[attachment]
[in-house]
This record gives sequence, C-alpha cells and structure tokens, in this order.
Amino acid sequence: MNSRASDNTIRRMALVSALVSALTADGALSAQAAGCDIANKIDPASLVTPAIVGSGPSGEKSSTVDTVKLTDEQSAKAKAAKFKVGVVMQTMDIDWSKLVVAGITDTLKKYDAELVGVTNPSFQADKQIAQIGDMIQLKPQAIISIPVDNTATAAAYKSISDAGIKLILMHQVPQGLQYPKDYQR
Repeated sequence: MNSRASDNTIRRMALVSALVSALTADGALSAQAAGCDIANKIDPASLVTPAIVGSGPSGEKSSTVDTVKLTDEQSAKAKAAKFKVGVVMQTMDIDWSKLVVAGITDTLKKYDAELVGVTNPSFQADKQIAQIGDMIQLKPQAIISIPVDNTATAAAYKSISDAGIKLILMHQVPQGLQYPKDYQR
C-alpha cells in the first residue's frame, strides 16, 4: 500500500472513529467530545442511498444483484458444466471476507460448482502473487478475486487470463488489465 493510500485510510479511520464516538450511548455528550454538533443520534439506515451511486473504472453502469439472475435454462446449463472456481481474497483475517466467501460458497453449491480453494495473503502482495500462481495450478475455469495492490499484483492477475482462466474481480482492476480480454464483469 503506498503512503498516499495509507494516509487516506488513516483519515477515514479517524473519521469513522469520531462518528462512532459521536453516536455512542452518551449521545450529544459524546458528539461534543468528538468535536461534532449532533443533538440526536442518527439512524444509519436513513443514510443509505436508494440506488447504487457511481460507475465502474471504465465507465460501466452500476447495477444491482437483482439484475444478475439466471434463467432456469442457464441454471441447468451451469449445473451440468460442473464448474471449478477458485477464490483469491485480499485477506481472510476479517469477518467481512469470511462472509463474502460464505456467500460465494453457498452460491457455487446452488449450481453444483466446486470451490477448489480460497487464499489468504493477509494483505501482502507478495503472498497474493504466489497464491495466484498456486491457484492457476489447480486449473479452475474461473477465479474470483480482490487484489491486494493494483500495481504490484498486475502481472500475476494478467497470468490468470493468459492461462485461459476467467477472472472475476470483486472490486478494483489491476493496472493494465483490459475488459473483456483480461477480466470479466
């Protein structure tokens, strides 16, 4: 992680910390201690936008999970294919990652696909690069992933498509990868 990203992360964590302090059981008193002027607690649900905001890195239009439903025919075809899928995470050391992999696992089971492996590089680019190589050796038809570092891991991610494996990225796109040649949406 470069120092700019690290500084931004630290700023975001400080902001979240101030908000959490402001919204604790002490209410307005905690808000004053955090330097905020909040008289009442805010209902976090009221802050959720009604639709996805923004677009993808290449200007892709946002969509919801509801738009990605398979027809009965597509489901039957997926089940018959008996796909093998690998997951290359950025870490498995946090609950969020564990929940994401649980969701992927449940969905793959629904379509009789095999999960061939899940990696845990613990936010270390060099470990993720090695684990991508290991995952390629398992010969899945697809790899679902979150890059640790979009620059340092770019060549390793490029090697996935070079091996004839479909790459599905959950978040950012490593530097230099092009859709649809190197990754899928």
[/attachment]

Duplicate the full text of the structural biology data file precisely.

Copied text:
[in-house]
This record gives sequence, C-alpha cells and structure tokens, in this order.
Amino acid sequence: MNSRASDNTIRRMALVSALVSALTADGALSAQAAGCDIANKIDPASLVTPAIVGSGPSGEKSSTVDTVKLTDEQSAKAKAAKFKVGVVMQTMDIDWSKLVVAGITDTLKKYDAELVGVTNPSFQADKQIAQIGDMIQLKPQAIISIPVDNTATAAAYKSISDAGIKLILMHQVPQGLQYPKDYQR
Repeated sequence: MNSRASDNTIRRMALVSALVSALTADGALSAQAAGCDIANKIDPASLVTPAIVGSGPSGEKSSTVDTVKLTDEQSAKAKAAKFKVGVVMQTMDIDWSKLVVAGITDTLKKYDAELVGVTNPSFQADKQIAQIGDMIQLKPQAIISIPVDNTATAAAYKSISDAGIKLILMHQVPQGLQYPKDYQR
C-alpha cells in the first residue's frame, strides 16, 4: 500500500472513529467530545442511498444483484458444466471476507460448482502473487478475486487470463488489465 493510500485510510479511520464516538450511548455528550454538533443520534439506515451511486473504472453502469439472475435454462446449463472456481481474497483475517466467501460458497453449491480453494495473503502482495500462481495450478475455469495492490499484483492477475482462466474481480482492476480480454464483469 503506498503512503498516499495509507494516509487516506488513516483519515477515514479517524473519521469513522469520531462518528462512532459521536453516536455512542452518551449521545450529544459524546458528539461534543468528538468535536461534532449532533443533538440526536442518527439512524444509519436513513443514510443509505436508494440506488447504487457511481460507475465502474471504465465507465460501466452500476447495477444491482437483482439484475444478475439466471434463467432456469442457464441454471441447468451451469449445473451440468460442473464448474471449478477458485477464490483469491485480499485477506481472510476479517469477518467481512469470511462472509463474502460464505456467500460465494453457498452460491457455487446452488449450481453444483466446486470451490477448489480460497487464499489468504493477509494483505501482502507478495503472498497474493504466489497464491495466484498456486491457484492457476489447480486449473479452475474461473477465479474470483480482490487484489491486494493494483500495481504490484498486475502481472500475476494478467497470468490468470493468459492461462485461459476467467477472472472475476470483486472490486478494483489491476493496472493494465483490459475488459473483456483480461477480466470479466
């Protein structure tokens, strides 16, 4: 992680910390201690936008999970294919990652696909690069992933498509990868 990203992360964590302090059981008193002027607690649900905001890195239009439903025919075809899928995470050391992999696992089971492996590089680019190589050796038809570092891991991610494996990225796109040649949406 470069120092700019690290500084931004630290700023975001400080902001979240101030908000959490402001919204604790002490209410307005905690808000004053955090330097905020909040008289009442805010209902976090009221802050959720009604639709996805923004677009993808290449200007892709946002969509919801509801738009990605398979027809009965597509489901039957997926089940018959008996796909093998690998997951290359950025870490498995946090609950969020564990929940994401649980969701992927449940969905793959629904379509009789095999999960061939899940990696845990613990936010270390060099470990993720090695684990991508290991995952390629398992010969899945697809790899679902979150890059640790979009620059340092770019060549390793490029090697996935070079091996004839479909790459599905959950978040950012490593530097230099092009859709649809190197990754899928």